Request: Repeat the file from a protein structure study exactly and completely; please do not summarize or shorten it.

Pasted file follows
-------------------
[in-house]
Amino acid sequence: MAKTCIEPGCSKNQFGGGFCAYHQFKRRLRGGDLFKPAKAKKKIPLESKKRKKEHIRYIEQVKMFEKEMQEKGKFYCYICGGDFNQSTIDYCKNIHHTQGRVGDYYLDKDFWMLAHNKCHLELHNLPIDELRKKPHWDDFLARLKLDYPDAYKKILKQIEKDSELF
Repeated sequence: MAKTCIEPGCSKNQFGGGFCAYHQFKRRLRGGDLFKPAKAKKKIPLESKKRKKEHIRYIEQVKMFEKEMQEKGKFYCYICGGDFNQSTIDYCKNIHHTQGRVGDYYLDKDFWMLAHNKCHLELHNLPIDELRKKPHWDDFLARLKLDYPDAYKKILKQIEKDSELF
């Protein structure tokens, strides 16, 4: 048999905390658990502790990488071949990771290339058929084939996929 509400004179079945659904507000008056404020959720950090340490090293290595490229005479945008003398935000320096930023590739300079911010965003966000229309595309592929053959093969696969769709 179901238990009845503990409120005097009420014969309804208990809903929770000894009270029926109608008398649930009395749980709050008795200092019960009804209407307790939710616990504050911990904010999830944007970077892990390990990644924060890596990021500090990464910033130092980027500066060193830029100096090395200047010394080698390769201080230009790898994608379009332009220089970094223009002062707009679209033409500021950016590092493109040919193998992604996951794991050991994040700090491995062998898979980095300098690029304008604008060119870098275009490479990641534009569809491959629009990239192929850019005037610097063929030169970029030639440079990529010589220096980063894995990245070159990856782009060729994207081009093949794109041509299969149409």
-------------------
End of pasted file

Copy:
[in-house]
Amino acid sequence: MAKTCIEPGCSKNQFGGGFCAYHQFKRRLRGGDLFKPAKAKKKIPLESKKRKKEHIRYIEQVKMFEKEMQEKGKFYCYICGGDFNQSTIDYCKNIHHTQGRVGDYYLDKDFWMLAHNKCHLELHNLPIDELRKKPHWDDFLARLKLDYPDAYKKILKQIEKDSELF
Repeated sequence: MAKTCIEPGCSKNQFGGGFCAYHQFKRRLRGGDLFKPAKAKKKIPLESKKRKKEHIRYIEQVKMFEKEMQEKGKFYCYICGGDFNQSTIDYCKNIHHTQGRVGDYYLDKDFWMLAHNKCHLELHNLPIDELRKKPHWDDFLARLKLDYPDAYKKILKQIEKDSELF
């Protein structure tokens, strides 16, 4: 048999905390658990502790990488071949990771290339058929084939996929 509400004179079945659904507000008056404020959720950090340490090293290595490229005479945008003398935000320096930023590739300079911010965003966000229309595309592929053959093969696969769709 179901238990009845503990409120005097009420014969309804208990809903929770000894009270029926109608008398649930009395749980709050008795200092019960009804209407307790939710616990504050911990904010999830944007970077892990390990990644924060890596990021500090990464910033130092980027500066060193830029100096090395200047010394080698390769201080230009790898994608379009332009220089970094223009002062707009679209033409500021950016590092493109040919193998992604996951794991050991994040700090491995062998898979980095300098690029304008604008060119870098275009490479990641534009569809491959629009990239192929850019005037610097063929030169970029030639440079990529010589220096980063894995990245070159990856782009060729994207081009093949794109041509299969149409």